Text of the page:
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Visual perspective at the speed of light:

  1. Nov 28, 2014 #1
    I have been doing a lot of reading about this and it seems really, really interesting. Correct me if I am wrong on any of this, but I'm going to attempt to summarize how traveling at the speed of light, or at least 99.998 percent the speed of light, would look in two different cases: in interstellar space, and on the surface of Mars.

    Okay, so on Mars, as your vehicle suddenly and somehow accelerates to 99.998 percent the speed of light, light from objects towards the center of your vision appear to shift into the bluer part of the spectrum. Meanwhile, light from objects farther out from your center of vision appear to become more red shifted. This eventually results in your view of the world turning into a tiny circle of bright, blue shifted light directly in front of you, and a surrounding background of blackness outside of that since the wavelengths would shift into infrared.

    Now in interstellar space, as your ship reached 99.998 percent the speed of light, pretty much the same kind of event would occur. The universe in front of you becomes more blue shifted, including light from neighboring stars; this means that eventually the light coming from those stars would shift into the X-ray range, no longer visible to you. However, light from the cosmic microwave background would shift into the visible spectrum, causing a bright white disk of light to appear in front of you. All light from other stars will still be there, again, (hence X-ray) but with too much energy to be perceived as optical; so the universe around the center of your vision basically fades into complete blackness while the universe at your center of vision becomes brighter and brighter as the CMB actually becomes visible. Light from stars farthest out to your center of vision probably just shift out into infrared too, on the other hand, but the blue shift towards the center becomes much more noticeable.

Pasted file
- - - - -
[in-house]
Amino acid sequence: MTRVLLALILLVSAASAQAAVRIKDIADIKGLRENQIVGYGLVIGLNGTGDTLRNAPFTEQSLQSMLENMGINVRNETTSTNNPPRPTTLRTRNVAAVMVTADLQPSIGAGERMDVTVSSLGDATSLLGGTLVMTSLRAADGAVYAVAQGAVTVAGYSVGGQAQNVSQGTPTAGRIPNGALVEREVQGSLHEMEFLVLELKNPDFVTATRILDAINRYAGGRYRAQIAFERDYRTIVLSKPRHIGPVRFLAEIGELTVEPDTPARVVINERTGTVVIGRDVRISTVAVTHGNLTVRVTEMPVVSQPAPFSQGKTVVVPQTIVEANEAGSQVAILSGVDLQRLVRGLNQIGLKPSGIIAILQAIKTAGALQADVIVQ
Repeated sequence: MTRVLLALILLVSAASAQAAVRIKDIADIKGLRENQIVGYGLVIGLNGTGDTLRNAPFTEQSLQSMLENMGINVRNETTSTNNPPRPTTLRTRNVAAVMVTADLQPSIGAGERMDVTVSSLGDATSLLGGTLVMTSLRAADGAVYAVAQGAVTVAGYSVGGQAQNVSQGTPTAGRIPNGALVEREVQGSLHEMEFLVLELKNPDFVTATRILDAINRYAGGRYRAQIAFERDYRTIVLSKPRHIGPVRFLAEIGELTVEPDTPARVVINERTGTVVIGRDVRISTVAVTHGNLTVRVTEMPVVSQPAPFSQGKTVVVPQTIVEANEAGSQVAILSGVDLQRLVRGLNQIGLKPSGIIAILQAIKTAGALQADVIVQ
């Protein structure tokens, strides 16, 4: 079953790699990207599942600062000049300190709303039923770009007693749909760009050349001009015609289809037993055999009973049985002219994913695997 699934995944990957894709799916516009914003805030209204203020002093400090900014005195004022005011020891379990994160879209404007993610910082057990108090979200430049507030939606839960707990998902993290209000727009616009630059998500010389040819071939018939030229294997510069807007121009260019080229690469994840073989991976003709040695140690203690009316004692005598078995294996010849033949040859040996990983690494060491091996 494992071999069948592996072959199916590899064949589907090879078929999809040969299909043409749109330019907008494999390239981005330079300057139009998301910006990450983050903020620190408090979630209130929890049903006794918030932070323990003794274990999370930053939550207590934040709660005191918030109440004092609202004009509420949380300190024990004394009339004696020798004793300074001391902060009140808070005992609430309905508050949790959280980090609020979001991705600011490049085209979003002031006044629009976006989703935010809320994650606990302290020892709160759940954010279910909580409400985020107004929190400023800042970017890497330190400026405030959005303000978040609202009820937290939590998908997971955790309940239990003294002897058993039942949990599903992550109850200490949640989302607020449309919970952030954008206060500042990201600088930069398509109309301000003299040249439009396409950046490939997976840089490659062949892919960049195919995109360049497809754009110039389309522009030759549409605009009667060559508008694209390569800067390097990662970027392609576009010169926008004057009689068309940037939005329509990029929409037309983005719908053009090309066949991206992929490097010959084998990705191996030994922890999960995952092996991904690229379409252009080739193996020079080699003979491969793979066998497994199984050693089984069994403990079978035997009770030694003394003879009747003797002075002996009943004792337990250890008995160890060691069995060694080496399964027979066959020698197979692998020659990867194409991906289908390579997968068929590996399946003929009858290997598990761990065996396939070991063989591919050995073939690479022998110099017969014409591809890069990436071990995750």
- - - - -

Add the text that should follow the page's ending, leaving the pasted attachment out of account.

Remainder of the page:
Was that accurate, and if so, what other effects would you notice that I might not know about yet?
    I'd like to know because this stuff is very cool!
  2. jcsd
  3. Nov 28, 2014 #2


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    Looks okay to me. Just hope you can survive the bombardment of x-rays and gamma rays.
  4. Nov 28, 2014 #3


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  5. Nov 28, 2014 #4


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